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Welcome to Education Alternative's Series on Homeschooling!

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     One of the things homeschoolers often hear is that it takes a lot of money to home school your child. I’m here to say, it doesn’t have to. The highest cost is time. It takes some ingenuity, planning and research on the parent’s part as you’re designing your own curriculum rather than relying on some pre-made expensive ‘kit’. If you are home, or if your child is older and capable of independent work, homeschooling can be absolutely free, or at least as much or less than buying an entire wardrobe every fall and again when they outgrow it in a few months as well as that ever increasing list of necessary school supplies.  According to the National Retail Federation website, “the National Retail Federation's 2010 Consumer Intentions and Actions Back to School survey, conducted by BIGresearch, found that the average American family will spend $606.40 on clothes, shoes, supplies and electronics” including “$225.47 on jeans, shirts and other types of clothing”. Now obviously a lot of us can’t afford to spend that much, but even buying at Good Will and discount stores we can easily spend $100 or more per child.

    In our household both FloridaSNDad and I are disabled and home anyway, so neither of us had to give up a job to homeschool or worry about leaving the kids home alone. I do know some working single parents who homeschool, often with older children or with family who watch the children during the day and then homeschooling in the evenings.  Our situation, however means we are living well below the poverty level. So how do we manage? Join me beneath the Great Orange Divide and I will divulge my secrets.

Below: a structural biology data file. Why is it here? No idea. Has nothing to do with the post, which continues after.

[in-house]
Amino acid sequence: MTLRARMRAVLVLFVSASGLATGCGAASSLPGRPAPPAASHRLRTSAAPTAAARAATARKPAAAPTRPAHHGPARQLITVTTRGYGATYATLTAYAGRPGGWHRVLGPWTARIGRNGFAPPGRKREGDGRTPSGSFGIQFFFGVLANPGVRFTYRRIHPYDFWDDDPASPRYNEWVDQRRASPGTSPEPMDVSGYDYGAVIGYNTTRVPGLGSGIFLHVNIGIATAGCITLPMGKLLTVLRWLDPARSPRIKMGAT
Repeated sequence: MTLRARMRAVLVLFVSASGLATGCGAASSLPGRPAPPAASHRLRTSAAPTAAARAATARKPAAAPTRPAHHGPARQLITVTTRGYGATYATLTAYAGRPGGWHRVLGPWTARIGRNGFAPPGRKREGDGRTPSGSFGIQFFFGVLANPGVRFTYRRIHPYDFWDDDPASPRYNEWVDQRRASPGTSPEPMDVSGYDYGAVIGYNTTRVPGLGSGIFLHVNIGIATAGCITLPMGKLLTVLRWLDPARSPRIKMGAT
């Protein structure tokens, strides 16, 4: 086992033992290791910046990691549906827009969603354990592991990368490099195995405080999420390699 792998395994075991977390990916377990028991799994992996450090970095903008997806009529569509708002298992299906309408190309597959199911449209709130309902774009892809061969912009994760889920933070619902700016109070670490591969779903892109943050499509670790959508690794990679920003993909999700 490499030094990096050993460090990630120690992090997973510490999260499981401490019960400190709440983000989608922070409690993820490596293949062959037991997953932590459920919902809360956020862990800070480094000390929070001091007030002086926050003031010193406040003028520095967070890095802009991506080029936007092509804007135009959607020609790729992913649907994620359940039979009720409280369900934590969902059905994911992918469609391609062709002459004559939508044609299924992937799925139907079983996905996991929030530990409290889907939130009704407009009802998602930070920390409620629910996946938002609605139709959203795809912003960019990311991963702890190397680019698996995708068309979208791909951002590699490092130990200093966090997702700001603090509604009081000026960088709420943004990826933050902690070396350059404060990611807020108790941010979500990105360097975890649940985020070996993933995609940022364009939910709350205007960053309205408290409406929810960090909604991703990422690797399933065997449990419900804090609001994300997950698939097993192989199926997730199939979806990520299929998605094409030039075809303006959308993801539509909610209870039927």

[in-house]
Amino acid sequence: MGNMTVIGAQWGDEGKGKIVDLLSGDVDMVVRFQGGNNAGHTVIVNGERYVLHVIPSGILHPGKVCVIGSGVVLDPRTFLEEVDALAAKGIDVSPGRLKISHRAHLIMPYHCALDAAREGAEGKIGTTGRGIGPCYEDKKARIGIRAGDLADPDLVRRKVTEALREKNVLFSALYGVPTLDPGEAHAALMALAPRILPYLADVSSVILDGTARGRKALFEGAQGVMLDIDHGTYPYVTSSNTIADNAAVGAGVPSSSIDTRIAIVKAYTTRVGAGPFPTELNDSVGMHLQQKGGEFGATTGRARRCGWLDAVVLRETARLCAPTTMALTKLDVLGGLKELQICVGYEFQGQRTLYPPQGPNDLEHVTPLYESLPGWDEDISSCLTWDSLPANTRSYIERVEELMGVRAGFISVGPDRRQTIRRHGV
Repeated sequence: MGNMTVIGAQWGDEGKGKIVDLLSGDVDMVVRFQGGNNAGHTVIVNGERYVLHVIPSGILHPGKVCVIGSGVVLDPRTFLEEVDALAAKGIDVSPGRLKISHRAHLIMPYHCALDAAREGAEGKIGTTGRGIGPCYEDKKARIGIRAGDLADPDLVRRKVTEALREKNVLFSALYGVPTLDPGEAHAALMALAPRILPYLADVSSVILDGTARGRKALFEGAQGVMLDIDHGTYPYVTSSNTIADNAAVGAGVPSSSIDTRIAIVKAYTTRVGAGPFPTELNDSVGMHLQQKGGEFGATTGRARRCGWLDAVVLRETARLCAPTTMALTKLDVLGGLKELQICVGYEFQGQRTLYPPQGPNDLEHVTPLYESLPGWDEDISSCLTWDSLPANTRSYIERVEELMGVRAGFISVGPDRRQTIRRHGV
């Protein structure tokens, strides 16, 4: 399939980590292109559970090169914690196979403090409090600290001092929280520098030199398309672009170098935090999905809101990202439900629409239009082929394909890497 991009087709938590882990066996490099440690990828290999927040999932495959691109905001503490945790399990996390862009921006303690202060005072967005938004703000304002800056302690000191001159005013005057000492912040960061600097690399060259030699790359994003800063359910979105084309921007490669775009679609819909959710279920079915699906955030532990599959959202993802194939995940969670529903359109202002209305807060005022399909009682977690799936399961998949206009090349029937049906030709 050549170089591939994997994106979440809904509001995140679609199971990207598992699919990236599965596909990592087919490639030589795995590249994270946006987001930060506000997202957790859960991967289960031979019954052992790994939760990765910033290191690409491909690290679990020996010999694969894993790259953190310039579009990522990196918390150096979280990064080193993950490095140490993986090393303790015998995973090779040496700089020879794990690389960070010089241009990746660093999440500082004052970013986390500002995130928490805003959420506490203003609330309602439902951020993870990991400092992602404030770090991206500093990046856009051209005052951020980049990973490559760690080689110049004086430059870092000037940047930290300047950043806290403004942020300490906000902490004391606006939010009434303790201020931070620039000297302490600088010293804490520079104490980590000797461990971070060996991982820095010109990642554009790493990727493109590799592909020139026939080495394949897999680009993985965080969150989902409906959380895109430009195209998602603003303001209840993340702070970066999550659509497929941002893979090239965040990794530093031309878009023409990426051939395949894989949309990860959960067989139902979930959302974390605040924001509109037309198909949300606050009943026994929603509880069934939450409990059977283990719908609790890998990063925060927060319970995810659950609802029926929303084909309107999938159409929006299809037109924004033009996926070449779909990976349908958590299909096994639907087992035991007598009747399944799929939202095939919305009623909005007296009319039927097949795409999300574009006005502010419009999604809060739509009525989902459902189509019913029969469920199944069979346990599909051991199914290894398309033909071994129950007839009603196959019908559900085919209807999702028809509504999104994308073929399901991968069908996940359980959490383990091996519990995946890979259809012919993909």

Please keep in mind this is not meant to be nor is it possible to make a comprehensive list of all free or low cost curriculum choices out there. If you have different ones that you favor please feel free to voice them in the comments, the more information shared is more information gained! If I’d tried to include all the resources I know this diary would have been five times as long at least.

    First we’re going to look at free resources. These include the Library, the internet (yes, you have to pay for the net, but likely if you are here you’re doing that anyway), video resources, and even some field trips. These are generally available to everyone, unless you live in a very rural area, and even then there are ways to access libraries online and you have many opportunities to study many things in the world itself.

Library resources vary from area to area, but every one includes books, quiet study space, computers, and other media like videos. A simple search on any subject will give a plethora of options covering many grade levels. Most libraries also offer free classes, kids activities, and teen clubs. For example, Orlando Public Library courses, including art, photography, book clubs, and computer courses. It also has kids activities like Angel Paws, a “read to a therapy dog” program designed to increase reading self esteem. There’s a teen club as well with teen specific activities, book clubs, and volunteer opportunities.

The Internet offers a wide variety of educational opportunities. The key to using this resource is preparation and vetting of the material you are going to use. Google, of course is your friend. Many good educational and professional sites can be accessed for free. Wikipedia can be a good starting point, but is not always reliable as a source by itself. Project Gutenberg offers hundreds of free classic literature to choose from in several formats.